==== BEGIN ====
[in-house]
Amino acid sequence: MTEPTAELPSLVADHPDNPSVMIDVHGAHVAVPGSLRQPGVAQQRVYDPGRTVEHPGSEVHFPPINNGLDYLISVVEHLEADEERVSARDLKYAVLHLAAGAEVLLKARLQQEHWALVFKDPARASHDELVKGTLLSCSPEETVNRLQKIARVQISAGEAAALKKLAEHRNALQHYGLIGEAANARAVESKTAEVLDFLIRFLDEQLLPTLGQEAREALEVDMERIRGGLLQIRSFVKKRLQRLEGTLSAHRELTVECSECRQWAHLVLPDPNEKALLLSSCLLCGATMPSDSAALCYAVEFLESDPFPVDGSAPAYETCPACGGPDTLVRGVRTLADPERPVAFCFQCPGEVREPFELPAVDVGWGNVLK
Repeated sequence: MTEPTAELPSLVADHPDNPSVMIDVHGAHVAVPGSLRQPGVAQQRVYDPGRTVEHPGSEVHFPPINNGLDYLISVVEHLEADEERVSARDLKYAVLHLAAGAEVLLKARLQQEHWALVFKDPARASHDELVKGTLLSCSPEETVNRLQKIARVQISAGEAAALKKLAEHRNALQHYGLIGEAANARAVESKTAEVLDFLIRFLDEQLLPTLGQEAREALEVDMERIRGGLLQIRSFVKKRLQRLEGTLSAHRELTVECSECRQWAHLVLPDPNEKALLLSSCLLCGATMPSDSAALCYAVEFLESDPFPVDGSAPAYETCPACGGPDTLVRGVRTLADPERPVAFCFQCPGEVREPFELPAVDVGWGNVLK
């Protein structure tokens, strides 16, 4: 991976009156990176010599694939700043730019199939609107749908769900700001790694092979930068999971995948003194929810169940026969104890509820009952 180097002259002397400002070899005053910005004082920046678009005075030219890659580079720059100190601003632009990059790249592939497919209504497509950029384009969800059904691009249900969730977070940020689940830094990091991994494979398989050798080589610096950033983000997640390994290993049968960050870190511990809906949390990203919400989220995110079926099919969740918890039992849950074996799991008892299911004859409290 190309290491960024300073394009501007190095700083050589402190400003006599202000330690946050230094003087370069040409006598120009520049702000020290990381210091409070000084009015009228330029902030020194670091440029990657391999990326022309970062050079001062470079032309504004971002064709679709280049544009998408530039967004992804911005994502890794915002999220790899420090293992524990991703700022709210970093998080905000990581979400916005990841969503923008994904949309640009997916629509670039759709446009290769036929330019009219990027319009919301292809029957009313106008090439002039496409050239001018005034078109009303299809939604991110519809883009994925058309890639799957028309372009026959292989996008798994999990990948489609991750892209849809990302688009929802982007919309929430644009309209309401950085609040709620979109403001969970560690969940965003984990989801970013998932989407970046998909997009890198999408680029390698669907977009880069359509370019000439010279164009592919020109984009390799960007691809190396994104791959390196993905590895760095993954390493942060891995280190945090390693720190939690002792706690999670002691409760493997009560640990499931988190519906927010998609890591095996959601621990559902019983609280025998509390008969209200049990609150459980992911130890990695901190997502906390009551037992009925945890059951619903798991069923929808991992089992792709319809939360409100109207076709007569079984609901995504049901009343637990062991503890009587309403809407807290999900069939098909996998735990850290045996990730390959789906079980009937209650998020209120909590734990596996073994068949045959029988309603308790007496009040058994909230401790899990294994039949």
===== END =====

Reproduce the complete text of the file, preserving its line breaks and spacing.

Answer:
[in-house]
Amino acid sequence: MTEPTAELPSLVADHPDNPSVMIDVHGAHVAVPGSLRQPGVAQQRVYDPGRTVEHPGSEVHFPPINNGLDYLISVVEHLEADEERVSARDLKYAVLHLAAGAEVLLKARLQQEHWALVFKDPARASHDELVKGTLLSCSPEETVNRLQKIARVQISAGEAAALKKLAEHRNALQHYGLIGEAANARAVESKTAEVLDFLIRFLDEQLLPTLGQEAREALEVDMERIRGGLLQIRSFVKKRLQRLEGTLSAHRELTVECSECRQWAHLVLPDPNEKALLLSSCLLCGATMPSDSAALCYAVEFLESDPFPVDGSAPAYETCPACGGPDTLVRGVRTLADPERPVAFCFQCPGEVREPFELPAVDVGWGNVLK
Repeated sequence: MTEPTAELPSLVADHPDNPSVMIDVHGAHVAVPGSLRQPGVAQQRVYDPGRTVEHPGSEVHFPPINNGLDYLISVVEHLEADEERVSARDLKYAVLHLAAGAEVLLKARLQQEHWALVFKDPARASHDELVKGTLLSCSPEETVNRLQKIARVQISAGEAAALKKLAEHRNALQHYGLIGEAANARAVESKTAEVLDFLIRFLDEQLLPTLGQEAREALEVDMERIRGGLLQIRSFVKKRLQRLEGTLSAHRELTVECSECRQWAHLVLPDPNEKALLLSSCLLCGATMPSDSAALCYAVEFLESDPFPVDGSAPAYETCPACGGPDTLVRGVRTLADPERPVAFCFQCPGEVREPFELPAVDVGWGNVLK
């Protein structure tokens, strides 16, 4: 991976009156990176010599694939700043730019199939609107749908769900700001790694092979930068999971995948003194929810169940026969104890509820009952 180097002259002397400002070899005053910005004082920046678009005075030219890659580079720059100190601003632009990059790249592939497919209504497509950029384009969800059904691009249900969730977070940020689940830094990091991994494979398989050798080589610096950033983000997640390994290993049968960050870190511990809906949390990203919400989220995110079926099919969740918890039992849950074996799991008892299911004859409290 190309290491960024300073394009501007190095700083050589402190400003006599202000330690946050230094003087370069040409006598120009520049702000020290990381210091409070000084009015009228330029902030020194670091440029990657391999990326022309970062050079001062470079032309504004971002064709679709280049544009998408530039967004992804911005994502890794915002999220790899420090293992524990991703700022709210970093998080905000990581979400916005990841969503923008994904949309640009997916629509670039759709446009290769036929330019009219990027319009919301292809029957009313106008090439002039496409050239001018005034078109009303299809939604991110519809883009994925058309890639799957028309372009026959292989996008798994999990990948489609991750892209849809990302688009929802982007919309929430644009309209309401950085609040709620979109403001969970560690969940965003984990989801970013998932989407970046998909997009890198999408680029390698669907977009880069359509370019000439010279164009592919020109984009390799960007691809190396994104791959390196993905590895760095993954390493942060891995280190945090390693720190939690002792706690999670002691409760493997009560640990499931988190519906927010998609890591095996959601621990559902019983609280025998509390008969209200049990609150459980992911130890990695901190997502906390009551037992009925945890059951619903798991069923929808991992089992792709319809939360409100109207076709007569079984609901995504049901009343637990062991503890009587309403809407807290999900069939098909996998735990850290045996990730390959789906079980009937209650998020209120909590734990596996073994068949045959029988309603308790007496009040058994909230401790899990294994039949």